Astronaut Cady Coleman Gave Sandra Bullock Advice for 'Gravity'SKYE asked the astronaut about their conversation and the heart-stopping film
Sandra Bullock in "Gravity." (Photo courtesy of Warner Bros.)
NASA astronaut Cady Coleman was soaring 230 miles above Earth aboard the International Space Station in the spring of 2011 when she got word that Sandra Bullock wanted to talk with her.
Bullock was co-starring with George Clooney in Alfonso Cuarón's space thriller "Gravity," which opens Friday. She was preparing to play an astronaut hurled into space after disaster strikes her shuttle mission, and she wanted Coleman's insights for the role. Coleman, oddly, had just watched Bullock's film, "The Blind Side." The two were put in touch through family members, and soon after, Coleman called Bullock from space.
SKYE asked Coleman, who's now back on Earth and working on other NASA projects, about their conversation and her thoughts on the film.
SKYE: So what did you and Sandra talk about?
Coleman: She asked what it was like to be up there, what it was like to move around in a space suit and inside the space station. I told her that if you took a single human hair and put it between your hands like a piece of dental floss, and you pushed off of a doorway or handle, you could float across the space station. That's what it's like being in zero gravity. It's so effortless.
We also talked about what it felt like to live in the space station and have everyone you care about be back on Earth. For me, it was kind of a compartmentalization where you're in this place; you have these important things you have to do and you really have to be up there and be present, because if you're not, that's dangerous. You have to put things you're sad about or wistful and regretful about in a special box.
SKYE: You've seen the movie. What did you think of it?
Coleman: I loved it. Watching it was a very emotional thing for me. What's most fascinating to me is the incredible visuals and audio. They give you not only the view of the Earth but what it feels like to have that view, and what it feels like to live in a place that's amazing and awesome and very dangerous.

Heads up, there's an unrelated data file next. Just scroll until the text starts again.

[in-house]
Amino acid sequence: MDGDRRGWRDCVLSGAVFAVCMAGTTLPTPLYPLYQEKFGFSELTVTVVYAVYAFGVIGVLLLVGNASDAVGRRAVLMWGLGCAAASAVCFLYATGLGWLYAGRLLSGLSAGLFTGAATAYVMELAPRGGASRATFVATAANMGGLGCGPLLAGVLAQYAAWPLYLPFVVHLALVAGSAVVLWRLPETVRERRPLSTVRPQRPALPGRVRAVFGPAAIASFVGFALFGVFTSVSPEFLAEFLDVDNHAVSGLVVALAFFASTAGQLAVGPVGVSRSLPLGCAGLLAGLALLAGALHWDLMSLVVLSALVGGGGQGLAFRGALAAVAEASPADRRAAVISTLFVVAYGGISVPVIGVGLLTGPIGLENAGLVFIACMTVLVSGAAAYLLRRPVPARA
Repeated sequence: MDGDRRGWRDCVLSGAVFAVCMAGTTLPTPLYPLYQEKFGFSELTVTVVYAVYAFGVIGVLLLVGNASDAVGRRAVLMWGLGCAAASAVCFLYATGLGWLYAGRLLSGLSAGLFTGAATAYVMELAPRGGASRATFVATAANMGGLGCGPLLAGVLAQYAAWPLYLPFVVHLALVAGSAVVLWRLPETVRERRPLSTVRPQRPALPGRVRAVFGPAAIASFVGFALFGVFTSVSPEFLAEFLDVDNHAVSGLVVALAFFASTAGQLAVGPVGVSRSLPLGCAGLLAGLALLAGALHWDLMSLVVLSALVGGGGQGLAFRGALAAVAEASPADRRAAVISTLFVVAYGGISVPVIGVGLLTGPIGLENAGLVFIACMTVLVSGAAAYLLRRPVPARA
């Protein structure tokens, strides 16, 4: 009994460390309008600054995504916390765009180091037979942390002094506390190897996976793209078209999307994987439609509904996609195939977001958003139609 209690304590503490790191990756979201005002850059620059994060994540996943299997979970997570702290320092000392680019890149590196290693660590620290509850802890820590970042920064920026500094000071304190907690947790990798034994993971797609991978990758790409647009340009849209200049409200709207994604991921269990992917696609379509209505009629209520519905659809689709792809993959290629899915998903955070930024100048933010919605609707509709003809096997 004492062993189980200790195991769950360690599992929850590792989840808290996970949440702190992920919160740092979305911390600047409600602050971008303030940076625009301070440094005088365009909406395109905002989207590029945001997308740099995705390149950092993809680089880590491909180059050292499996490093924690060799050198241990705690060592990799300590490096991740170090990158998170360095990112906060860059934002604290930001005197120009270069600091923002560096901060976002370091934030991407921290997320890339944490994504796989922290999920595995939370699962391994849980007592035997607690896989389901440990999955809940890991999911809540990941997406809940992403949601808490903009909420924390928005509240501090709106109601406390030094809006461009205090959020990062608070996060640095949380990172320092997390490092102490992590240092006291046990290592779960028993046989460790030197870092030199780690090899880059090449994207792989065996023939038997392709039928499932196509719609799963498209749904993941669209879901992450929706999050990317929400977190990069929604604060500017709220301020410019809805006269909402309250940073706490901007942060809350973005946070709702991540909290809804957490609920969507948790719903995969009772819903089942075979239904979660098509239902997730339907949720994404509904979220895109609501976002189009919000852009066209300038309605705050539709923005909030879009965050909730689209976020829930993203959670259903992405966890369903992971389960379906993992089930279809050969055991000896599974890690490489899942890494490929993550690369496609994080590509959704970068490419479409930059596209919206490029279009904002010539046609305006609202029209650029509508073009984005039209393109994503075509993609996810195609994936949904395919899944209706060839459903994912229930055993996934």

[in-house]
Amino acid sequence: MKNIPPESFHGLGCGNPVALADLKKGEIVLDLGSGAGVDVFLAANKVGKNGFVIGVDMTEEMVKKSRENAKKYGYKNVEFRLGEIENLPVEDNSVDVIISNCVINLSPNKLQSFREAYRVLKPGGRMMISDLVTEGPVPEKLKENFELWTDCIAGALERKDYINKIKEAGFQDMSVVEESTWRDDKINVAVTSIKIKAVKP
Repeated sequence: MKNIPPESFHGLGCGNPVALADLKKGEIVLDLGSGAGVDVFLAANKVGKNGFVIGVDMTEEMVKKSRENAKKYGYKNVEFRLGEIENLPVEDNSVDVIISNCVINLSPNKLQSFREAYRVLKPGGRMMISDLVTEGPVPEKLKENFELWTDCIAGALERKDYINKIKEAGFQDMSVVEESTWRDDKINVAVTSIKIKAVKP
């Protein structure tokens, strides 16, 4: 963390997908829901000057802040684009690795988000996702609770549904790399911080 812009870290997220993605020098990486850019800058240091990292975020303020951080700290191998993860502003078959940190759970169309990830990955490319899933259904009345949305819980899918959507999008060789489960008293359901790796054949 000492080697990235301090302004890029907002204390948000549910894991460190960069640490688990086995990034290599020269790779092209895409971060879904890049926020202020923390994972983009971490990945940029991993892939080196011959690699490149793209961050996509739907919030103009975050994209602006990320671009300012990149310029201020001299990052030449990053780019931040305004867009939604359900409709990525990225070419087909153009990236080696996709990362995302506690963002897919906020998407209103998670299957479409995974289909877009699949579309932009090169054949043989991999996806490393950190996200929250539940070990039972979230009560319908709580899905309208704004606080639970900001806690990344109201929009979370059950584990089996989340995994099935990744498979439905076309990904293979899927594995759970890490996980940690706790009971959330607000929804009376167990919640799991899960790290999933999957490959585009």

Devastation happens in the movie. You see it in the trailer. Just the visual picture of a space vehicle where everything isn't neatly tied down is horrific. It says in a visual way that something is very wrong there.
It's a dangerous job, but we're supposed to leave our planet and live up there. Really, everyone on Earth is a space traveler, they just happen to live on that sphere.
SKYE: In the movie, things go wrong during a spacewalk. Have you done a spacewalk?
No. I did have my suit up and was ready to walk out the door once. We had no planned maintenance outside. We were absolutely hoping for something expensive to break out there so we could. We had an alarm ring in the middle of the night once. We all looked at the screen to see what was going on. [Astronaut] Scott Kelly goes, "Yes, we're going." Everybody wants to do that. Then they called us [from mission control] and said, "Hey, we have a spare up there. You guys go back to bed." We were like, "Oh."
SKYE: What a letdown. People are wondering how realistic the film is. What did you think?
Coleman: When people ask me if that could happen - it's not the point. When you go to the movies or read a book, you want someone to take you someplace you couldn't go by yourself.
SKYE: Agreed. But you understand why people ask.
Coleman: Yes. I think all of the risks that this movie addresses are real. All the problems that go on are real. They're just a little sensationalized and happen in the same day.
We think about getting thrown off the station while we're doing a spacewalk. We think about that all the time. We have a retractable leash we're on. And when we work, we have to hook on. You always have this hook so that as soon as you get some place and let go, you're not going to float off of the station. We practice that in the pool, and if I forget to use the hook, in seconds, the safety divers have pulled me off of the structure.
SKYE: Sandra Bullock said recently, "I used to think that astronauts wanted to go into space for the thrill and adventure. When I spoke to them though, I was so moved by their deep, deep love of that world and the beauty of Earth from their perspective, seeing the oceans and mountain ranges and the lights of the cities." What inspires you to do this work?
Coleman: I'd say it's more the exploration part of it. In my family, it was normal to think people could go someplace weird and live there. At the end of my first shuttle flight, I didn't want to come home yet.
SKYE: Were you amazed that Alfonso Cuarón and his team could re-create this world so effectively?
Coleman: I said to him, I can't believe you've never been in space. We work pretty hard at NASA, but sometimes you can feel like you're alone, working on this thing that nobody understands. For him to write this and make this film, he must care a lot about the space program and people in space.
SKYE: Thanks, Cady.
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